The number 1 is representative of the seed, of unity. It represents birth and beginnings. It is a low and odd number, which usually represents something challenging. However, the seed can grow into a mighty tree, it is full of potential. It just needs the correct nutrients and conditions to germinate and develop, just as sometimes we need encouragement to develop our ideas.

11 Q’anil (20th February 2022)

11 Q'anilThis may be a day where many ways to maturity may exist. In harmony with the recent 7 K’at day, 11 Q’anil may also bring visions of the ripe harvest all around.

There are some nawales where their combination with the number 11 would cause rather a few issues. The strength and lack of direction applied to forceful energies may be rather challenging. However, the  energy of Q’anil is known for its soft and jovial nature, after all, its association with the perfection of ripeness should be cause for celebration. The main confusion of the day may come from deciding which path to follow to lead to this abundance when all around seems golden. The key will be to pick a path and follow it.

The energy of 11 Q’anil should lead to an extremely potent day for garden work. It is rather like today being gifted with “the golden touch” when it comes to working with plants. The challenge will be channelling that energy into a cohesive direction, as the 11 may cause it to wander.  This is a day when Q’anil‘s light might shine so brightly that it distracts from the original course of action towards maturity.

At the end of this highly constructive day you may feel a sense of completion, a gratitude and joy as you look over the golden abundance you have harvested. Whilst a celebration of sorts may be in order, be aware of Q’anil‘s attachment to intoxication. With the strength of the 11 behind it, things might get a little out of hand!

Nawal Q’anil represents the ripening of the seed, the crop coming to maturity. The K’iché word Q’an means yellow, and the -il suffix is rather like the English -ing. Q’anil represents the golden head of maize at its perfection of ripeness, ready to be picked. In the Mayan creation story, humans were fashioned from maize dough, we are Ixim Achi, the people of the corn. The maize in this part of the world has a 260 day growth season between planting (conception) and harvest (birth.) This connects maize with both the sacred calendar and with the period of human gestation.

It is in the fields and gardens that Q’anil’s light shines particularly brightly, it is the nawal of farmers, gardeners and herbalists. But just as it is at home around plants, Q’anil has the possibility to shine anywhere. Q’anil has talent, its beautiful golden light illuminates that which it comes into contact with, Q’anil people light up the room with their presence. Q’anil is about achieving full potential, and this relates to all of our activities. It does have an affinity to the arts, but in general is a day of bounty for all life projects.

However, when an energy is so fertile and prosperous, life can become too easy. Q’anil also appreciates the rewards of its talent – sometimes a little too much. Q’anil is prone to overindulge in the sensual, in particular with regards to intoxication.

The number 11 is a high and odd number. This gives it some rather challenging properties, although it can come good in the end. Imagine you visit Ireland and are transfixed by the green of the hills, then you go to Morocco and are awed by the red of the buildings, then you go to the Caribbean and are moved by the turquoise sea. You return home and paint a beautiful picture using those colours. When you were in Ireland you didn’t know you were going to paint that masterpiece, you may not have even known why you were there.  This is how 11 works. You are sure you need to be doing something, but unsure why. You are collecting experience through many wanderings.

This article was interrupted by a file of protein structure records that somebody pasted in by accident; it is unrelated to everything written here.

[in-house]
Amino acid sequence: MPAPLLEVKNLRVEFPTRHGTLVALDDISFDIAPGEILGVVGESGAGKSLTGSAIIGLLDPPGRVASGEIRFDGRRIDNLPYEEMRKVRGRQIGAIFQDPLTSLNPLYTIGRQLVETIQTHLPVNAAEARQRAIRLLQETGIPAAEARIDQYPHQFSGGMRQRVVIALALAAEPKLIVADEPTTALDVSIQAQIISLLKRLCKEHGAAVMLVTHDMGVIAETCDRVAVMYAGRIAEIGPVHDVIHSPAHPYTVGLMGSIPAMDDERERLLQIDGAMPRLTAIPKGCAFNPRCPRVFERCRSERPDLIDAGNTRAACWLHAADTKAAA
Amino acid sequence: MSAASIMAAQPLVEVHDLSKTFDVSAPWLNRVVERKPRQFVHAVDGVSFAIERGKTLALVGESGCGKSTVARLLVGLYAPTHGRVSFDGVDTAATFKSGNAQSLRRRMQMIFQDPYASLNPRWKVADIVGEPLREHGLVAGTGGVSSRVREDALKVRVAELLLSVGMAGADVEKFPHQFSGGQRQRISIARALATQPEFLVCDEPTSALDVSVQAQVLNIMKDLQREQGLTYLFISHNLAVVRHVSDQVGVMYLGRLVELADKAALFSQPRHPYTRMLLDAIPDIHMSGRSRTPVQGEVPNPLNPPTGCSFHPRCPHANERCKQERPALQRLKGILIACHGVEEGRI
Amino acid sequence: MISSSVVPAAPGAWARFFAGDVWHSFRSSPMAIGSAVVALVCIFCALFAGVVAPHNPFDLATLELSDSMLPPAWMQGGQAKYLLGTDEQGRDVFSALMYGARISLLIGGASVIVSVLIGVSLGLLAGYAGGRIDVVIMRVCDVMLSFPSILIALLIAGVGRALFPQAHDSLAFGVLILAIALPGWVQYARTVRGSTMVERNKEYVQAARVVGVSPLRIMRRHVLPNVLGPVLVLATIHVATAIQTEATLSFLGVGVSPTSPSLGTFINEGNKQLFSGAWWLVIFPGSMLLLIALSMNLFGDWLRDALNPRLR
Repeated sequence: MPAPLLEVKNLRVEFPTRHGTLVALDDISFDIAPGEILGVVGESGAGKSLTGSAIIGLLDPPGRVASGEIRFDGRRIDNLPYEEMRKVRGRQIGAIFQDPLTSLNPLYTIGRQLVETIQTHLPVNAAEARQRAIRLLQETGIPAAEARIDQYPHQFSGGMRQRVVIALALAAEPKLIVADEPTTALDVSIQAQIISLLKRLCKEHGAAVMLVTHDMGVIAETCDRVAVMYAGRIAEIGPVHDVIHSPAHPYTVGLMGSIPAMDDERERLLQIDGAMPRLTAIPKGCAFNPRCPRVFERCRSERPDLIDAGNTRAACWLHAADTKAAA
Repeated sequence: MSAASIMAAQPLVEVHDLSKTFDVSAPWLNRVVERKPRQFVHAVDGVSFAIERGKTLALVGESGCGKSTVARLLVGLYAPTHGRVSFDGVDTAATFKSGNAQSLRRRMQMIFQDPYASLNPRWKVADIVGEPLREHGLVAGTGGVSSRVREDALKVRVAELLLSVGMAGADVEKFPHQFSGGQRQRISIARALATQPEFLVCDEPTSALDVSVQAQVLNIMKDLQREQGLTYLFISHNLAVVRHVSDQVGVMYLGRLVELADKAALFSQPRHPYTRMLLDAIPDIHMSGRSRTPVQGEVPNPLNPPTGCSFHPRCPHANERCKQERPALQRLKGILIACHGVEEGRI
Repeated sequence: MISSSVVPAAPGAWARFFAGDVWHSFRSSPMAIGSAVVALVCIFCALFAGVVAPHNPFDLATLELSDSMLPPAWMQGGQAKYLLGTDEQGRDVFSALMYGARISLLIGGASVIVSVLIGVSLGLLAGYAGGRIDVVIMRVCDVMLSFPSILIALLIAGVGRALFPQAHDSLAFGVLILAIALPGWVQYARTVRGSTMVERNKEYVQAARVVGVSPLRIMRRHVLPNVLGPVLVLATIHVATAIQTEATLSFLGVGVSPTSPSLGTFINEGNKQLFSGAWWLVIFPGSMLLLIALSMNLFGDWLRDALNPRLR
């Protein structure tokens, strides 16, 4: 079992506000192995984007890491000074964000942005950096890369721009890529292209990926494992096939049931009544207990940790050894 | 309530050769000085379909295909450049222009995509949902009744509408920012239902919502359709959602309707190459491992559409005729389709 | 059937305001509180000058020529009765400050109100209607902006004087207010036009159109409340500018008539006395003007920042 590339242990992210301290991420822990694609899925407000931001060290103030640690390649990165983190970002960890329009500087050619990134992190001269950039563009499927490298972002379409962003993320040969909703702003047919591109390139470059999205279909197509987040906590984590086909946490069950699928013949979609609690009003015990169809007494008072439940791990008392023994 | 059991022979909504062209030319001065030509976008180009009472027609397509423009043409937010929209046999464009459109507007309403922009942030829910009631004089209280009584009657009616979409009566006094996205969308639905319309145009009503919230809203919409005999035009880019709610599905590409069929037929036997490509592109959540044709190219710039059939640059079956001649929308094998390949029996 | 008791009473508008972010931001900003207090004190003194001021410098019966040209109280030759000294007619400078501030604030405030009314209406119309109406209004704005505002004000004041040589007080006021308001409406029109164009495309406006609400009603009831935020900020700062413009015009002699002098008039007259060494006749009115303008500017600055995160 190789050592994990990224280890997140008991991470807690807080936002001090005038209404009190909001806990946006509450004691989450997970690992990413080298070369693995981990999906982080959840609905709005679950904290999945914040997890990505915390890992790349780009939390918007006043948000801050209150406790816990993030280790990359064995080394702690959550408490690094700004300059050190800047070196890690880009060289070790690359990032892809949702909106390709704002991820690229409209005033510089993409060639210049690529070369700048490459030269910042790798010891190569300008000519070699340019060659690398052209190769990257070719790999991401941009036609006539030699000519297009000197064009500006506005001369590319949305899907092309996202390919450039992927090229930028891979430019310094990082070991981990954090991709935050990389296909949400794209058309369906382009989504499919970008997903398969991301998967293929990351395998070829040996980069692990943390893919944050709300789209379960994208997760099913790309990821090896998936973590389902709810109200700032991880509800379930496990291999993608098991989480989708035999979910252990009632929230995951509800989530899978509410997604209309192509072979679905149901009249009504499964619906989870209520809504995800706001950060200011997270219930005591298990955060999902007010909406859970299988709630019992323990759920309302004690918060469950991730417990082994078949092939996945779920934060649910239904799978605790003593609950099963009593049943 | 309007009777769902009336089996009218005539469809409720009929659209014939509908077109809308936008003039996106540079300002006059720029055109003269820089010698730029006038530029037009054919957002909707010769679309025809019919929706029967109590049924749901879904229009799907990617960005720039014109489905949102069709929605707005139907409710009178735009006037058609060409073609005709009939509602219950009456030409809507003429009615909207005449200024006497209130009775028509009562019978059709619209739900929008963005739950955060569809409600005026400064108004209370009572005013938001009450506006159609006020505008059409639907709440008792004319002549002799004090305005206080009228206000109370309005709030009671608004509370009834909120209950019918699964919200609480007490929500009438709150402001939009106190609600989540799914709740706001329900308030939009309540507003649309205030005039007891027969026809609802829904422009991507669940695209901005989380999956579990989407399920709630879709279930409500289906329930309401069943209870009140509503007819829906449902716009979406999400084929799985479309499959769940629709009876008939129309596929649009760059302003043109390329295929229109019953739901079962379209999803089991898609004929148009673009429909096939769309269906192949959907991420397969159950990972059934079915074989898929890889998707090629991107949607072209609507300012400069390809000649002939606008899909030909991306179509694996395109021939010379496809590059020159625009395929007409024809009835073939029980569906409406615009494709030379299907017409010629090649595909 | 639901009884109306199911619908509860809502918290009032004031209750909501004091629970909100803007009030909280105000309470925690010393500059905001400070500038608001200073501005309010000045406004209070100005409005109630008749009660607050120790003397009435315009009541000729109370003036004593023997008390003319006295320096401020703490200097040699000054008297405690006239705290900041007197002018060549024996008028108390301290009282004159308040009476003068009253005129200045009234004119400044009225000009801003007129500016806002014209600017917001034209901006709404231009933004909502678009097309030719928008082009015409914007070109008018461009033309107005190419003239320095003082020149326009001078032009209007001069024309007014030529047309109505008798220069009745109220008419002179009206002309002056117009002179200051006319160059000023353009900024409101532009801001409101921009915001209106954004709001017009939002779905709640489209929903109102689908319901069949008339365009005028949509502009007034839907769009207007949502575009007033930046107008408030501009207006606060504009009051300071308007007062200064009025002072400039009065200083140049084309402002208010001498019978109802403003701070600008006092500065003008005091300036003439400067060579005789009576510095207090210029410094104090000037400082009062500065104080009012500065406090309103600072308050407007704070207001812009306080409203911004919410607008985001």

7 K’at (16th February 2022)

7 K'atThe number of completion combines with the nawal of gathering and harvest. This could be an excellent day to gather the fruits of your labour, but also to finally release old burdens.

The energy of the nawal K’at brings us the ability to bring things together in one place. This may be indeed be your produce or harvest, but K’at also helps to bring together thoughts and people. K’at days are great days to create bundles, and from these bundles abundance naturally follows. Whether we see it as a day of merchants taking the produce to market, of social gatherings or brainstorming sessions, K’at has a tendency to multiply what it comes into contact with. This is how it creates abundance, just as planting one kernel of maize results in one or more cob of 600 kernels.

Additionally, the number 7 represents finality, the end of whatever it is associated with. Here we can see this as representing the final gathering, the end or outcome of something that was planted 260 days ago. This is the day to finalise deals and projects you have been working on for some time and reap the benefit. However, from the vantage point of the top of the pyramid, the question might be where to start the harvest. It will not matter, the possibility of gathering abundance on this fortuitous day is so high that you may find your net full before you have finished. Just ensure that you know how to move forward once you have collected your harvest, you might find it too easy to overfill your net and your abundance may become a burden.